2006: 1491 The Truth About the Americas Before Columbus

by Ben Dangl June 19, 2006 Upside Down World In many high school history classes students are told that before Columbus arrived the Americas were full of untamed wilderness loosely populated with savage Indians. Charles Mann’s book, 1491: New Revelations of the Americas Before Columbus proves that the opposite is true. He draws from recent archeological and scientific discoveries to describe booming civilizations which thrived throughout the Americas centuries before the arrival of Europeans. Like Howard Zinn’s A People’s History of the United States, this book made me want to call up my old history teachers and tell them they were very wrong. In fact, Mann’s self-described thesis is to show that indigenous societies before the arrival of Columbus deserve more than a few misleading pages in a textbook. Mann was able to hold my attention not just with the details of complex indigenous societies, but also with controversies, adventures, and divisions among the scientists and archeologists which […] Read More

2011: Mexico acknowledges 2nd Mayan reference to 2012

http://www.guardian.co.uk/world/feedarticle/9964074 MARK STEVENSON Associated Press= MEXICO CITY (AP) — Mexico’s archaeology institute downplays theories that the ancient Mayas predicted some sort of apocalypse would occur in 2012, but on Thursday it acknowledged that a second reference to the date exists on a carved fragment found at a southern Mexico ruin site. Most experts had cited only one surviving reference to the date in Mayan glyphs, a stone tablet from the Tortuguero site in the Gulf coast state of Tabasco. But the National Institute of Anthropology and History said in a statement that there is, in fact, another apparent reference to the date at the nearby Comalcalco ruin. The inscription is on the carved or molded face of a brick. Comalcalco is unusual among Mayan temples in that it was constructed of bricks. Arturo Mendez, a spokesman for the institute, said the fragment of inscription had been discovered years ago […] Read More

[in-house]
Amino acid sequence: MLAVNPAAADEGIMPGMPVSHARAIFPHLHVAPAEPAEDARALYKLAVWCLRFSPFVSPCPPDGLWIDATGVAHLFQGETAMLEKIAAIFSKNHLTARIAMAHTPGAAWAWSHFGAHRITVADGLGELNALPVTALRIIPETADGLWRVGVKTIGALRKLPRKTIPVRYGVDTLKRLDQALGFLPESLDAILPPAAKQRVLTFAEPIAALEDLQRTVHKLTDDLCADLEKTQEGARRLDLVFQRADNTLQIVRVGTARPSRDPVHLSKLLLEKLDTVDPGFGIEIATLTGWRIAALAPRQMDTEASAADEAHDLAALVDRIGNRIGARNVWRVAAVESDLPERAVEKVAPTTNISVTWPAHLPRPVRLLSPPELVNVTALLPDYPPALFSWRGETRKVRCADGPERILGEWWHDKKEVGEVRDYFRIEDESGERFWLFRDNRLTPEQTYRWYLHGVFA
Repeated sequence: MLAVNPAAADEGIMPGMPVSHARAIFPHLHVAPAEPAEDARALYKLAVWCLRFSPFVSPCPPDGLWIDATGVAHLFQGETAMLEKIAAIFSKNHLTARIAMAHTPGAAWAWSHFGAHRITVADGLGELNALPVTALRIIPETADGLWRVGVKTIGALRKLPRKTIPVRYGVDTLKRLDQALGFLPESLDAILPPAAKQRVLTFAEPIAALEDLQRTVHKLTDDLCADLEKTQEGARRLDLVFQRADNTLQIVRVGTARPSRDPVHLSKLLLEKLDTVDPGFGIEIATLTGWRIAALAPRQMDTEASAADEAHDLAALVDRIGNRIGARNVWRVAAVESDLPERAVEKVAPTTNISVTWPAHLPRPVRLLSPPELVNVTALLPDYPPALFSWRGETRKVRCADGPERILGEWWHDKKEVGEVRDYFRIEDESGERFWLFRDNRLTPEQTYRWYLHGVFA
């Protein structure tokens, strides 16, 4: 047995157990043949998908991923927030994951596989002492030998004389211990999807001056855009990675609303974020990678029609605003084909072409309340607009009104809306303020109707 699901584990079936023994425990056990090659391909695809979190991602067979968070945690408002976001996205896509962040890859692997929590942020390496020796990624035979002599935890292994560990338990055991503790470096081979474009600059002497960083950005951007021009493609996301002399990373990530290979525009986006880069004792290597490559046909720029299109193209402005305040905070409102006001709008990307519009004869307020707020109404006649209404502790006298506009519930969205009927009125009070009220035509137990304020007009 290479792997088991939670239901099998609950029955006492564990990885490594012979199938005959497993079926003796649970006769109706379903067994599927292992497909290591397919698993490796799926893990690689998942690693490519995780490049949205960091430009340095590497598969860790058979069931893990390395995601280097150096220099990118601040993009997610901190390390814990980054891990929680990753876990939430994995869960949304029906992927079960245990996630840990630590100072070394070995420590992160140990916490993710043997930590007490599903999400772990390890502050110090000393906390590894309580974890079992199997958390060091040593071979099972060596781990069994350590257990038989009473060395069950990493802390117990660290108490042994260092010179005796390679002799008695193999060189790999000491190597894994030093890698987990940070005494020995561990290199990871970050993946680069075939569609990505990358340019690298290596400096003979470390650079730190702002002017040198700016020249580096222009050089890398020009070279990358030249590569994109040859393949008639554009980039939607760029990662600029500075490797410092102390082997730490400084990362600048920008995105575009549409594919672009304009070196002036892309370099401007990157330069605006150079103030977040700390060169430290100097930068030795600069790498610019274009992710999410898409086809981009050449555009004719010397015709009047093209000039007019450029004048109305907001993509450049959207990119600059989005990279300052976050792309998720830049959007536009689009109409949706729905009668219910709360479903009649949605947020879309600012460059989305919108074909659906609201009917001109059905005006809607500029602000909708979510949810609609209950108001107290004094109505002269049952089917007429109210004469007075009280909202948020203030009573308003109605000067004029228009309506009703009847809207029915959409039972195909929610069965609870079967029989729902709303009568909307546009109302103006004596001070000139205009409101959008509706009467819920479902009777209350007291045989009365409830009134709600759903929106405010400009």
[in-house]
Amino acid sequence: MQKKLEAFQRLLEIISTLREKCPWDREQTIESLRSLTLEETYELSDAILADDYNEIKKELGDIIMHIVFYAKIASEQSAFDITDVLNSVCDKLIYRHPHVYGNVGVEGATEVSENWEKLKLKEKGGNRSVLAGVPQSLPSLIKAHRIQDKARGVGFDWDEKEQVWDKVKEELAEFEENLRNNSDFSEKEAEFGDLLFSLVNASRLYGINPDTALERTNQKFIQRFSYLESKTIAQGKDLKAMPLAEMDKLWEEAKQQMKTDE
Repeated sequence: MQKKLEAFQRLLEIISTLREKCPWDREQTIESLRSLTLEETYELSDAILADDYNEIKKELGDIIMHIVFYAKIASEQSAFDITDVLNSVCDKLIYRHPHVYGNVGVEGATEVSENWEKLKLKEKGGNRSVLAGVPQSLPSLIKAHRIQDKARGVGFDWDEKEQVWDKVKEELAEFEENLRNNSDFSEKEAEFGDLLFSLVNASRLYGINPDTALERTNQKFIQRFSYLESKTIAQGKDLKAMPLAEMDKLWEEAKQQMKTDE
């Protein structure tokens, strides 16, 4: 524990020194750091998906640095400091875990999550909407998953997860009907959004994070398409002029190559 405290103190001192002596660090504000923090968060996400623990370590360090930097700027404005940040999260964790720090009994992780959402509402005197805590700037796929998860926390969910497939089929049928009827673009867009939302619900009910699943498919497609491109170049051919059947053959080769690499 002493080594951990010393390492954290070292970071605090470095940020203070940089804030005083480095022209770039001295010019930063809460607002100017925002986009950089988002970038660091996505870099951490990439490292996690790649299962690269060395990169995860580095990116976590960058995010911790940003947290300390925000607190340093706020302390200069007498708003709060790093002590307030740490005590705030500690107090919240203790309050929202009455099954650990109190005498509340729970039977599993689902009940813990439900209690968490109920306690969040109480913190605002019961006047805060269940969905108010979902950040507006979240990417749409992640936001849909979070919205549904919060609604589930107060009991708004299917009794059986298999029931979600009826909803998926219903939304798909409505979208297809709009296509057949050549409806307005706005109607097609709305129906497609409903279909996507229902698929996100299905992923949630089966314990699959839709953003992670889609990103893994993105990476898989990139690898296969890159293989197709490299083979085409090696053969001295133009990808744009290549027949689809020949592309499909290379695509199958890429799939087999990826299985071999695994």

2012: Artifacts in Guatemala point to an advanced civilization in place 2,500 years ago, earlier than had been believed.

By Thomas H. Maugh II Times Staff Writer Archeologists excavating a 2,500-year-old Maya city in Guatemala have unearthed buildings and massive carvings indicating the presence of a royal metropolis of more than 10,000 people at a time when scientists had previously believed, the Maya were only simple farmers. New studies at the Cival site in the Peten jungle have unearthed the oldest known carved portrait of a Maya king and two massive stone masks of the Maya maize deity, discoveries indicating that the Maya developed a complex and sophisticated civilization hundreds of years earlier than previously believed. The city of towering pyramids and sweeping plazas is yielding other surprising artifacts, including jade and ceramic offerings to the gods that may mark the beginnings of the Maya dynasties, Vanderbilt University archeologist Francisco Estrada-Belli said Tuesday during a National Geographic Society telephone news conference from Washington. Estrada-Belli “is pushing back the […] Read More

2012: Human Footprints Dating Back up to 25,000 Years Found in Mexico

MEXICO CITY – National Anthropology and History Institute, or INAH, specialists have discovered five human footprints in northern Mexico’s Sierra Tarahumara that could be between 4,500 and 23,000 years old, officials said. The find took place in the northern state of Chihuahua after a local resident notified the authorities about the imprints, which were probably left by some of the first humans to populate that region of northern Mexico. INAH said in a communique that these are “the first human footprints to be found” in Chihuahua and that if their antiquity is verified, “they will be added to the few footprints left by the earliest inhabitants of the American continent that are preserved in Mexico.” To date in Mexico, footprints have been found in the municipality of Cuatro Cienegas in Coahuila state and on a ranch in the state of Sonora. Two of the footprints correspond to the two […] Read More